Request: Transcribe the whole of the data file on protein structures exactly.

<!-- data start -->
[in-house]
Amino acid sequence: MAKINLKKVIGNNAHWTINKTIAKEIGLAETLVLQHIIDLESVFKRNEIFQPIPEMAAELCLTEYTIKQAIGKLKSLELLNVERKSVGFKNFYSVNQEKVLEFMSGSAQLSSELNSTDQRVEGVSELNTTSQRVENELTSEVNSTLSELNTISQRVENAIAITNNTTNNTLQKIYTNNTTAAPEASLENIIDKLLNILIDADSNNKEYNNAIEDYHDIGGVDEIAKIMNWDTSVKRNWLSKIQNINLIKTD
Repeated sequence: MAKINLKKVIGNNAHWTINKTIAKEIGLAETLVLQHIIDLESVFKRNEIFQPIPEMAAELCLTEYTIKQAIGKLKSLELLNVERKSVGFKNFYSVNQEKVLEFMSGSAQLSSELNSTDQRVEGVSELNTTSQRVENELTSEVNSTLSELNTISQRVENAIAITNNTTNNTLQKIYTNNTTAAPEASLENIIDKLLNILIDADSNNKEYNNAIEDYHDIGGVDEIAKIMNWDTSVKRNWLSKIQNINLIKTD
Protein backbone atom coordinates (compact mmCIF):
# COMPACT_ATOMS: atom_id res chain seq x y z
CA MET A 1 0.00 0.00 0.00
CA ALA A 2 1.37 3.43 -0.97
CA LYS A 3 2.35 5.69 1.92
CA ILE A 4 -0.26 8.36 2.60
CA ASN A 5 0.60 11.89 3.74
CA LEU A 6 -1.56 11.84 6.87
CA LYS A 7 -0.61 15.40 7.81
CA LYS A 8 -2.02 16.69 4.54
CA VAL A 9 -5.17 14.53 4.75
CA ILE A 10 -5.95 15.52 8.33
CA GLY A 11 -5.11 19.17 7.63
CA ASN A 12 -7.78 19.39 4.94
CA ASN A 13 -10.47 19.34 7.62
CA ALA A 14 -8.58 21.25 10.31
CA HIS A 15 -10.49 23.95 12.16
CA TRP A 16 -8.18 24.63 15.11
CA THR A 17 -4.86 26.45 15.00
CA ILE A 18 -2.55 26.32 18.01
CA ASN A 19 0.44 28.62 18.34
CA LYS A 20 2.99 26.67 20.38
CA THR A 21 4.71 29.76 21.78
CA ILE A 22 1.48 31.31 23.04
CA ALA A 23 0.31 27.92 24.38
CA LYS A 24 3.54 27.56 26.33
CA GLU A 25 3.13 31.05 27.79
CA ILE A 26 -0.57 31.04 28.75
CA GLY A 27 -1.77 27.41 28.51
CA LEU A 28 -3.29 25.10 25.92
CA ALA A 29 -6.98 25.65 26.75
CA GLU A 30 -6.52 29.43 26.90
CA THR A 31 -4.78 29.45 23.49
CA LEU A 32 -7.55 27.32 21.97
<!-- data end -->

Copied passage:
[in-house]
Amino acid sequence: MAKINLKKVIGNNAHWTINKTIAKEIGLAETLVLQHIIDLESVFKRNEIFQPIPEMAAELCLTEYTIKQAIGKLKSLELLNVERKSVGFKNFYSVNQEKVLEFMSGSAQLSSELNSTDQRVEGVSELNTTSQRVENELTSEVNSTLSELNTISQRVENAIAITNNTTNNTLQKIYTNNTTAAPEASLENIIDKLLNILIDADSNNKEYNNAIEDYHDIGGVDEIAKIMNWDTSVKRNWLSKIQNINLIKTD
Repeated sequence: MAKINLKKVIGNNAHWTINKTIAKEIGLAETLVLQHIIDLESVFKRNEIFQPIPEMAAELCLTEYTIKQAIGKLKSLELLNVERKSVGFKNFYSVNQEKVLEFMSGSAQLSSELNSTDQRVEGVSELNTTSQRVENELTSEVNSTLSELNTISQRVENAIAITNNTTNNTLQKIYTNNTTAAPEASLENIIDKLLNILIDADSNNKEYNNAIEDYHDIGGVDEIAKIMNWDTSVKRNWLSKIQNINLIKTD
Protein backbone atom coordinates (compact mmCIF):
# COMPACT_ATOMS: atom_id res chain seq x y z
CA MET A 1 0.00 0.00 0.00
CA ALA A 2 1.37 3.43 -0.97
CA LYS A 3 2.35 5.69 1.92
CA ILE A 4 -0.26 8.36 2.60
CA ASN A 5 0.60 11.89 3.74
CA LEU A 6 -1.56 11.84 6.87
CA LYS A 7 -0.61 15.40 7.81
CA LYS A 8 -2.02 16.69 4.54
CA VAL A 9 -5.17 14.53 4.75
CA ILE A 10 -5.95 15.52 8.33
CA GLY A 11 -5.11 19.17 7.63
CA ASN A 12 -7.78 19.39 4.94
CA ASN A 13 -10.47 19.34 7.62
CA ALA A 14 -8.58 21.25 10.31
CA HIS A 15 -10.49 23.95 12.16
CA TRP A 16 -8.18 24.63 15.11
CA THR A 17 -4.86 26.45 15.00
CA ILE A 18 -2.55 26.32 18.01
CA ASN A 19 0.44 28.62 18.34
CA LYS A 20 2.99 26.67 20.38
CA THR A 21 4.71 29.76 21.78
CA ILE A 22 1.48 31.31 23.04
CA ALA A 23 0.31 27.92 24.38
CA LYS A 24 3.54 27.56 26.33
CA GLU A 25 3.13 31.05 27.79
CA ILE A 26 -0.57 31.04 28.75
CA GLY A 27 -1.77 27.41 28.51
CA LEU A 28 -3.29 25.10 25.92
CA ALA A 29 -6.98 25.65 26.75
CA GLU A 30 -6.52 29.43 26.90
CA THR A 31 -4.78 29.45 23.49
CA LEU A 32 -7.55 27.32 21.97